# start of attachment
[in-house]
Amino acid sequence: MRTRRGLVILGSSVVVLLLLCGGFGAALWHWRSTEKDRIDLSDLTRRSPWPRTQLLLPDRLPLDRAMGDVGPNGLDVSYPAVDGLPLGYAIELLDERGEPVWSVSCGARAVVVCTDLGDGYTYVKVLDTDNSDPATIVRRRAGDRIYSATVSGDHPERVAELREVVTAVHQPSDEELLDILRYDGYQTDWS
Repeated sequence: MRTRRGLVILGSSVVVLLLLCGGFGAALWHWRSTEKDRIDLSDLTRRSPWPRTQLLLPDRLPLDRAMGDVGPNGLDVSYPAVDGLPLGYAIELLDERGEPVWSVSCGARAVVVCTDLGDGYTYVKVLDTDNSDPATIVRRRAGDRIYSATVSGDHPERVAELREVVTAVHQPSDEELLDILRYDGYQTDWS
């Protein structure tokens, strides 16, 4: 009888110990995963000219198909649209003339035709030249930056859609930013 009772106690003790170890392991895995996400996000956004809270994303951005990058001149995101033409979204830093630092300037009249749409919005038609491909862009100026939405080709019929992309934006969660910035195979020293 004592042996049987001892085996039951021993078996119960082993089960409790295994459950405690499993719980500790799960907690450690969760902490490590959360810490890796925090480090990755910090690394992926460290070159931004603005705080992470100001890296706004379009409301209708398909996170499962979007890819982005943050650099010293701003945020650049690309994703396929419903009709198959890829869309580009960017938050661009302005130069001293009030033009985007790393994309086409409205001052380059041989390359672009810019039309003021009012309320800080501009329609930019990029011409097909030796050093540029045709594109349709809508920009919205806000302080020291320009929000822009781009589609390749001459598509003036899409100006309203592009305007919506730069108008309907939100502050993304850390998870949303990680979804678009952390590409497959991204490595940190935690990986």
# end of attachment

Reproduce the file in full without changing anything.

[in-house]
Amino acid sequence: MRTRRGLVILGSSVVVLLLLCGGFGAALWHWRSTEKDRIDLSDLTRRSPWPRTQLLLPDRLPLDRAMGDVGPNGLDVSYPAVDGLPLGYAIELLDERGEPVWSVSCGARAVVVCTDLGDGYTYVKVLDTDNSDPATIVRRRAGDRIYSATVSGDHPERVAELREVVTAVHQPSDEELLDILRYDGYQTDWS
Repeated sequence: MRTRRGLVILGSSVVVLLLLCGGFGAALWHWRSTEKDRIDLSDLTRRSPWPRTQLLLPDRLPLDRAMGDVGPNGLDVSYPAVDGLPLGYAIELLDERGEPVWSVSCGARAVVVCTDLGDGYTYVKVLDTDNSDPATIVRRRAGDRIYSATVSGDHPERVAELREVVTAVHQPSDEELLDILRYDGYQTDWS
């Protein structure tokens, strides 16, 4: 009888110990995963000219198909649209003339035709030249930056859609930013 009772106690003790170890392991895995996400996000956004809270994303951005990058001149995101033409979204830093630092300037009249749409919005038609491909862009100026939405080709019929992309934006969660910035195979020293 004592042996049987001892085996039951021993078996119960082993089960409790295994459950405690499993719980500790799960907690450690969760902490490590959360810490890796925090480090990755910090690394992926460290070159931004603005705080992470100001890296706004379009409301209708398909996170499962979007890819982005943050650099010293701003945020650049690309994703396929419903009709198959890829869309580009960017938050661009302005130069001293009030033009985007790393994309086409409205001052380059041989390359672009810019039309003021009012309320800080501009329609930019990029011409097909030796050093540029045709594109349709809508920009919205806000302080020291320009929000822009781009589609390749001459598509003036899409100006309203592009305007919506730069108008309907939100502050993304850390998870949303990680979804678009952390590409497959991204490595940190935690990986």